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Attending Work Events

By Arielle Sachar

As young professionals, we tend to work all day and party all night. But what happens when these two worlds collide? Socializing at work events can be tricky, especially if you are blessed with the alcohol tolerance of a toddler and a Blair Waldorf-like penchant for gossip

. Remember, work events aren’t parties, no matter what the invite says. Think of them more as work that you don’t get paid for…wait that sucks. OK, then how about thinking of them as great venues to network, impress the powers that be, and put your careers into the next gear? That and there’s free booze (not that we’ll be drinking much of it though—see page 2).

How Long to Stay

No one wants to be the last or first person to a party, except maybe the office lush, so try to arrive close to the party start time and stay for at least a couple of hours. These events are great ways to network, so you should maximize your face time with co-workers and bosses. Also, remember that office parties aren’t like your third cousin’s bar mitzvah—you need a really good excuse not to go.

What to Talk About

The goal of work events is to forge connections, get to know your co-workers, and impress your bosses. Socializing and appearing fun and likeable will help you move ahead in your careers. So don’t go getting into a heated argument over the state of the Iraq war or prayer in elementary schools or any other topic that is controversial, offensive, or bound to cause conflict. You should also never discuss something you know nothing about. There’s nothing worse then mistaking the ruler of Uganda for a fancy condiment. And remember, Saturday night’s office slut can easily turn into next week’s sexual harassment suit, so let’s keep that libido very much in check.

In general the list of things to avoid talking about is pretty obvious. Stay away from sex, politics, and religion. According to Barbara Pachter, author of New Rules @ Work: 79 Etiquette Tips, Tools, and Techniques To Get Ahead and Stay Ahead, the unholy trinity is the quickest way to breed unnecessary controversy. Also best to avoid bad-mouthing or gossip. Both Pachter and Jacqueline Whitmore, author of Business Class: Etiquette Essentials for Success at Work, agree that it’s always better to go the high road and not join in the sewing circle dress-downs. A little business is fine, but don’t let it dominate the discussion in mixed company.

Perhaps the most difficult line to tow is in talking about yourself. Obviously when talking with superiors and other influentials, you want to use an office event as a way to stand out from the rest. However, sounding off on winning a second grade spelling bee isn’t the best way to do it. Find other inroads to get the boss's ear, like hobbies, entertainment, sports, current events, or mutual acquaintances, and then perhaps inject a bit of business talk into the mix. Overall, being friendly, controlled, and socially mature will get you a lot further than bragging or trying too hard to stand out.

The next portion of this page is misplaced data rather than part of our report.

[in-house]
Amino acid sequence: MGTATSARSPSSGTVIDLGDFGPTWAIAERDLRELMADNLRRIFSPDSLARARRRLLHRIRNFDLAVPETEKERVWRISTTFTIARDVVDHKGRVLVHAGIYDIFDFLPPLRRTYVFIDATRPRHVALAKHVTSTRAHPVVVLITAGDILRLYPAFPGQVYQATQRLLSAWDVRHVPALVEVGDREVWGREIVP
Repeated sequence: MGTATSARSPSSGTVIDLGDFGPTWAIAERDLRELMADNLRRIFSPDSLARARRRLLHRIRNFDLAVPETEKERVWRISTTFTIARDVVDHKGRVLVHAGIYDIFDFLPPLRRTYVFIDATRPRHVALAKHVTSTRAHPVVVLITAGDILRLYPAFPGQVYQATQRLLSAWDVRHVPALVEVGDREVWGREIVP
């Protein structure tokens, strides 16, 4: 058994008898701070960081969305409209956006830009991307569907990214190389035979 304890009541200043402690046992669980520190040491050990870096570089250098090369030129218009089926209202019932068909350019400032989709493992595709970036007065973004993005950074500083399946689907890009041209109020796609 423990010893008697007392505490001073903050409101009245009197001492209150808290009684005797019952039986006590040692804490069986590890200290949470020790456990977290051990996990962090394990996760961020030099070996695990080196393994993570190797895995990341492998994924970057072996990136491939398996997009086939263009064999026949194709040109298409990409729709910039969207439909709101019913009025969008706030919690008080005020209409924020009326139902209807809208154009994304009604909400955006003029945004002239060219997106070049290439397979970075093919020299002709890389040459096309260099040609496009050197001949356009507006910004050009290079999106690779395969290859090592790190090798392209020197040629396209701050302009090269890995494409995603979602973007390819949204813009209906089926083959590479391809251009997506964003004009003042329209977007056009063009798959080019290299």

Work It To Your Advantage

With the abundance of alcohol, cheer, and that not-at-work euphoria that sets in after leaving your desk, you should remember that it’s just as easy to advance your career as it is to cripple them. To edge toward the former, always try to introduce yourself to people in the office that you haven’t yet met. These parties are a great way to get on the radar of people in different department whom you might not have a chance to interact with in the office.

Alcohol: The Great Instigator

Parties in college were a license to get belligerent and do things we would regret the next day. Obviously, work parties are different. While it may say “party” on the office memo, you should never treat it as such. Remember, parties are fun. Work is not really. Work parties are fun but not really. It’s almost always safe to drink, though if you are with an alcoholic boss or client, you may want to lay off while talking with them. In terms of what to drink, wine, beer, vodka soda, and G&Ts are all safe bets, as long as the bartender isn’t pouring brim jobs (wine up to the edge) or stiffies (self-explanatory). If so, don’t be afraid to ask him to lighten it up a bit.

How Much to Drink

Moderation is key. Knowing your own metabolism helps to decide whether one or two drinks is appropriate. You should never get drunk. There are a few tried and true methods for staying sober, and you should likely try them all. First, make sure to eat something before the party. Even one glass of wine on an empty stomach can slur your speech or dull your senses. If you do start feeling tipsy, head for the water or grab a soda on the next visit to the bar (if you're being peer pressured for not drinking, you may want to think twice about your employer). If you are pretty good at holding your booze, it's still not advisable to be the one "setting the pace." Take cues from how much others are drinking before ordering that fourth Long Island Iced Tea.

Keep A Record

Last but not least, always remember to come armed with a camera. Pictures equal some friendly blackmailing. I’m kidding….no, actually, I am not.

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